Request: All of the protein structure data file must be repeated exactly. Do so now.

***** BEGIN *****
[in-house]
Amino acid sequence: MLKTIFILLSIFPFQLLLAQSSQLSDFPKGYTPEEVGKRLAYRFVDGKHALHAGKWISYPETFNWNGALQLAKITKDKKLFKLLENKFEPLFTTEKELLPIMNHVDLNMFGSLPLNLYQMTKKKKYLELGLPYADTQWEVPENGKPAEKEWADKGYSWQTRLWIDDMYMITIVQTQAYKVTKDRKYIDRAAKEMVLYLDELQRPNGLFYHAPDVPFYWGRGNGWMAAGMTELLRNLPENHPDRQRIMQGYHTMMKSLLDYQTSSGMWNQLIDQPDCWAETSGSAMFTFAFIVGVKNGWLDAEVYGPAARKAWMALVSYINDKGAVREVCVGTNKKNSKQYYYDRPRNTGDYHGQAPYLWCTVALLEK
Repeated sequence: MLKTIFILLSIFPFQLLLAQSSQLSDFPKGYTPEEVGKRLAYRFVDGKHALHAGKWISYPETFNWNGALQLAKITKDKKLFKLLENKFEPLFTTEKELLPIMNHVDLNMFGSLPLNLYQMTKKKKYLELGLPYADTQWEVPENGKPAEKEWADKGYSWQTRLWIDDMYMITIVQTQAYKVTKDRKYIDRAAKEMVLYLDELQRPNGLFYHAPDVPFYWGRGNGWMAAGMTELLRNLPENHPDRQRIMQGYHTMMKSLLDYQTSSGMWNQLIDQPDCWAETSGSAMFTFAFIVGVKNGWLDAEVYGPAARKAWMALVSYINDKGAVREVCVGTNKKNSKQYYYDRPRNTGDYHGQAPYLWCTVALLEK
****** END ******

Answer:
[in-house]
Amino acid sequence: MLKTIFILLSIFPFQLLLAQSSQLSDFPKGYTPEEVGKRLAYRFVDGKHALHAGKWISYPETFNWNGALQLAKITKDKKLFKLLENKFEPLFTTEKELLPIMNHVDLNMFGSLPLNLYQMTKKKKYLELGLPYADTQWEVPENGKPAEKEWADKGYSWQTRLWIDDMYMITIVQTQAYKVTKDRKYIDRAAKEMVLYLDELQRPNGLFYHAPDVPFYWGRGNGWMAAGMTELLRNLPENHPDRQRIMQGYHTMMKSLLDYQTSSGMWNQLIDQPDCWAETSGSAMFTFAFIVGVKNGWLDAEVYGPAARKAWMALVSYINDKGAVREVCVGTNKKNSKQYYYDRPRNTGDYHGQAPYLWCTVALLEK
Repeated sequence: MLKTIFILLSIFPFQLLLAQSSQLSDFPKGYTPEEVGKRLAYRFVDGKHALHAGKWISYPETFNWNGALQLAKITKDKKLFKLLENKFEPLFTTEKELLPIMNHVDLNMFGSLPLNLYQMTKKKKYLELGLPYADTQWEVPENGKPAEKEWADKGYSWQTRLWIDDMYMITIVQTQAYKVTKDRKYIDRAAKEMVLYLDELQRPNGLFYHAPDVPFYWGRGNGWMAAGMTELLRNLPENHPDRQRIMQGYHTMMKSLLDYQTSSGMWNQLIDQPDCWAETSGSAMFTFAFIVGVKNGWLDAEVYGPAARKAWMALVSYINDKGAVREVCVGTNKKNSKQYYYDRPRNTGDYHGQAPYLWCTVALLEK